Mickey has appeared in films before, but no theatrical film ever centered around him or Donald and Goofy. The characters have appeared in segments in the 1940s package films, and of course Mickey is the Sorcerer's Apprentice in Fantasia. The thing is, it's probably not easy to make a movie based on a classic cartoon character, taking that character who had small adventures that took up a 6-minute short film into a roughly 90-minute film is no easy task. Some films based on classic cartoon characters just seem to go for broke and do whatever (Tom and Jerry: The Movie, Felix the Cat: The Movie) while others just don't work (Looney Tunes: Back in Action). Luckily, Disney proved that they can do an adventure about a character in something that's over 10 minutes long with Mickey and the Beanstalk, which is fantastic on its own. Again, there are so many possibilities. The only thing I'm not too crazy about is the fact that Disney is doing a Mickey Mouse movie and not something original or ambitious. We should be getting something like Mort, not a Mickey Mouse movie. However, there is a possibility that this will be an animated classic, so I won't be too skeptical. A very good Mickey Mouse movie can be a nice addition to Disney's animated film legacy while also reeling in bucks for corporate Disney. One last thing, it better be in hand-drawn animation. Classic cartoon characters in computer animation just don't work. Mickey Mouse Clubhouse and the CGI direct-to-video Popeye movie (which I never saw) are good examples.

Of course, we don't know what will come next. Who knows what story Disney will adapt, or if they'll do more original works like Bolt and Wreck-It Ralph. They might bring back projects like Mort or old cancelled projects like Fraidy Cat and A Few Good Ghosts. Maybe not, sometimes projects are canned at Disney and show up years later. Walt Disney considered The Little Mermaid and Beauty and the Beast back in the 1930s and 1950s, we got them in 1989 and 1991. Lilo & Stitch was around in the 1980s, but the film came out in 2002. Treasure Planet was thought of in the late 1980s, and we finally got that in 2002. If they don't go back to scrapped ideas (and they have a TON of scrapped projects), who knows what new original projects they will come up.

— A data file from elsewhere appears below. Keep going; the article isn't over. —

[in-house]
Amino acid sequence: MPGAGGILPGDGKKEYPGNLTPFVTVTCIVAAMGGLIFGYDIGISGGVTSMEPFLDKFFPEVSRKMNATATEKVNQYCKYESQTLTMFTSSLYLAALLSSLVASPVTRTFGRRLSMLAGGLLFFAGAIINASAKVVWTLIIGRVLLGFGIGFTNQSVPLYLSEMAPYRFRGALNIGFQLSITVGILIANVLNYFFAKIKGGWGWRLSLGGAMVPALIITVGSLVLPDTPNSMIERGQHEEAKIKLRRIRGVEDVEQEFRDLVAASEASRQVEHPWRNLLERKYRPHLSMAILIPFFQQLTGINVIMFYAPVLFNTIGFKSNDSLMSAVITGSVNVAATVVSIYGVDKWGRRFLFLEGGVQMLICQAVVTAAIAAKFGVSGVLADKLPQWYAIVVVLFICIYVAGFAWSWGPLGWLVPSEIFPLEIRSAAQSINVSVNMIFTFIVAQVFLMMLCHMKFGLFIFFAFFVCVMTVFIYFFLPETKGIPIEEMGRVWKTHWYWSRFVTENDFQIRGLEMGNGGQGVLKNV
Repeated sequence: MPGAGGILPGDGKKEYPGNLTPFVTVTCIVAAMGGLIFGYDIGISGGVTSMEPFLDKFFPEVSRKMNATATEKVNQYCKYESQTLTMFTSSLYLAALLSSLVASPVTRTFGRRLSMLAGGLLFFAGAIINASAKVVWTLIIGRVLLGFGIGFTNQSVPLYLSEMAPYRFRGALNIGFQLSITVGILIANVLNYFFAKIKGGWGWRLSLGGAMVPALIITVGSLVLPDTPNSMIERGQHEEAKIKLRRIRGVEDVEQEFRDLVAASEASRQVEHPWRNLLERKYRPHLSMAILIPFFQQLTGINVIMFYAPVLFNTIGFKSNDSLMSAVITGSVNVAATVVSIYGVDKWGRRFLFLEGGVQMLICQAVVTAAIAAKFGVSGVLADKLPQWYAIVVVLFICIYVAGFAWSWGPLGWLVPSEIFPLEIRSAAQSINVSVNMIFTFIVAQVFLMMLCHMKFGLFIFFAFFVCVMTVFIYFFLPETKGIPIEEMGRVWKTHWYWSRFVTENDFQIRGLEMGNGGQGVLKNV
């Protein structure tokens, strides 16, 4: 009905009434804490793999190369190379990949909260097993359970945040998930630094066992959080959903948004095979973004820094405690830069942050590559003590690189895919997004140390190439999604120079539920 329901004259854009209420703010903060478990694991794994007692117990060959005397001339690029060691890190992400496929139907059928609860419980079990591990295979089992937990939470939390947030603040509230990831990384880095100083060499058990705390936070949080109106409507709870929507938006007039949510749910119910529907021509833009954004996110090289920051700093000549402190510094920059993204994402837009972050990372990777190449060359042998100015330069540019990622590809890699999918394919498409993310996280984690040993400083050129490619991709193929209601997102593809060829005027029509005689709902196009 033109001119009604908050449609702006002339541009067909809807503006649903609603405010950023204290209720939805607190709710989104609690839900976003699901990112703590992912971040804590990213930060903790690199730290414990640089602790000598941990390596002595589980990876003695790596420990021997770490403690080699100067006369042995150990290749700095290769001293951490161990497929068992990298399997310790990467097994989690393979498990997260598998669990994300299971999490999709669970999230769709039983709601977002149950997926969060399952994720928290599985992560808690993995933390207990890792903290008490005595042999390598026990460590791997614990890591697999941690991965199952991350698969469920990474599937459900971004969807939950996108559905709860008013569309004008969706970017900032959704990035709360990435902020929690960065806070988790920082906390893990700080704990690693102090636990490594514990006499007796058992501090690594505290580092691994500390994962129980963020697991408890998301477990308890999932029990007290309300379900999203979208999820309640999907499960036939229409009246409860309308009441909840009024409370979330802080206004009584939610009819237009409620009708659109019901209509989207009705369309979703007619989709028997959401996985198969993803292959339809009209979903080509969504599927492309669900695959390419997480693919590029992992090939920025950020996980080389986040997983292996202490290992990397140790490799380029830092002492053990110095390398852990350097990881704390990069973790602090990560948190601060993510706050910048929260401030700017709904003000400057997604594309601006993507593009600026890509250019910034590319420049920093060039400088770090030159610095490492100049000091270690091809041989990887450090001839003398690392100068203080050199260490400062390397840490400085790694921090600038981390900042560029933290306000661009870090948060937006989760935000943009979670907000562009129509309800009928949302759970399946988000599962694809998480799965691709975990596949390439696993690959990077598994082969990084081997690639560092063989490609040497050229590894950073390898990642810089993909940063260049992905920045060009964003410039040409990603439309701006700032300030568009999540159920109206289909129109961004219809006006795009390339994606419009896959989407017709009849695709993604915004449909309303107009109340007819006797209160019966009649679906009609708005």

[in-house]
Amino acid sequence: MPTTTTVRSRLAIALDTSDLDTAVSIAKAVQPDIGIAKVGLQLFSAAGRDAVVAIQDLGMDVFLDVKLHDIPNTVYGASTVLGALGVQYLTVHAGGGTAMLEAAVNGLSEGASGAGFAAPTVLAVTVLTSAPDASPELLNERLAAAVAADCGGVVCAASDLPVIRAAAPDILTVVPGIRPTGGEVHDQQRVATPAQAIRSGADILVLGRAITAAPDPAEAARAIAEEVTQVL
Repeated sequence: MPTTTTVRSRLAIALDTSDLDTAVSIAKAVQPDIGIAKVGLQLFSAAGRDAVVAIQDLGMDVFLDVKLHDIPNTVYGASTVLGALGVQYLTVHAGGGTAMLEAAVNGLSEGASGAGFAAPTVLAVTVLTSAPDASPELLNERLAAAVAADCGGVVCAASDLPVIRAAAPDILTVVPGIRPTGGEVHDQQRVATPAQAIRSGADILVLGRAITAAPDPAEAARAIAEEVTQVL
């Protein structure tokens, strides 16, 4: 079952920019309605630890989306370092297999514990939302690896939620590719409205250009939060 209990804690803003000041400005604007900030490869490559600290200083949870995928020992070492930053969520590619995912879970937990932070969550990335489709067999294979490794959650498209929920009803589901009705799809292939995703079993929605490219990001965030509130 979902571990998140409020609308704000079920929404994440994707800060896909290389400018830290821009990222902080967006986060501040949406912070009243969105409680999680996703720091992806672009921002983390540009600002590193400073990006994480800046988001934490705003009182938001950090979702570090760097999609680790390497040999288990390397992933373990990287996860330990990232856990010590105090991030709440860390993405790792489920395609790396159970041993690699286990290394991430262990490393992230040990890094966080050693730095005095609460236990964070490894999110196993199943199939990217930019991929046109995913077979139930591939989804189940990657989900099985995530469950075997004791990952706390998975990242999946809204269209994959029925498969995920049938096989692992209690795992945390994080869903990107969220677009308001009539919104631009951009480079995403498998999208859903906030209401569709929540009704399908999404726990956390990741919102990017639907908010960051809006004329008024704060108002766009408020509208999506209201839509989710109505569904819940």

Right now, Walt Disney Animation Studios' future is somewhat unpredictable. Their upcoming animated film for this year is a "great decider" of sorts. Tangled was a smash, Winnie the Pooh was gap filler (very good gap filler), so now it's down to Wreck-It Ralph. If this film is a runaway success, then we might see Disney green light ambitious projects. We might see more projects being announced. Wreck-It Ralph needs to repeat the success of Tangled and establish Disney as a competitor to the big guns. A poster is already out, so hopefully a good trailer will be up soon. Hopefully Disney markets this thing aggressively, much like they did with Tangled. Another big success is what the studio needs, after having a string of underperformers and flops. Hopefully Wreck-It Ralph will signal a new, successful, ambitious, creative direction for Walt Disney Animation Studios.

We may find out in November...

1 comment:

  1. well, in the latest animation era the Disney adopts the 3D and leaves 2D animations but, I have noticed that the 2D animation is much better than the 3D animation. cutout animation videos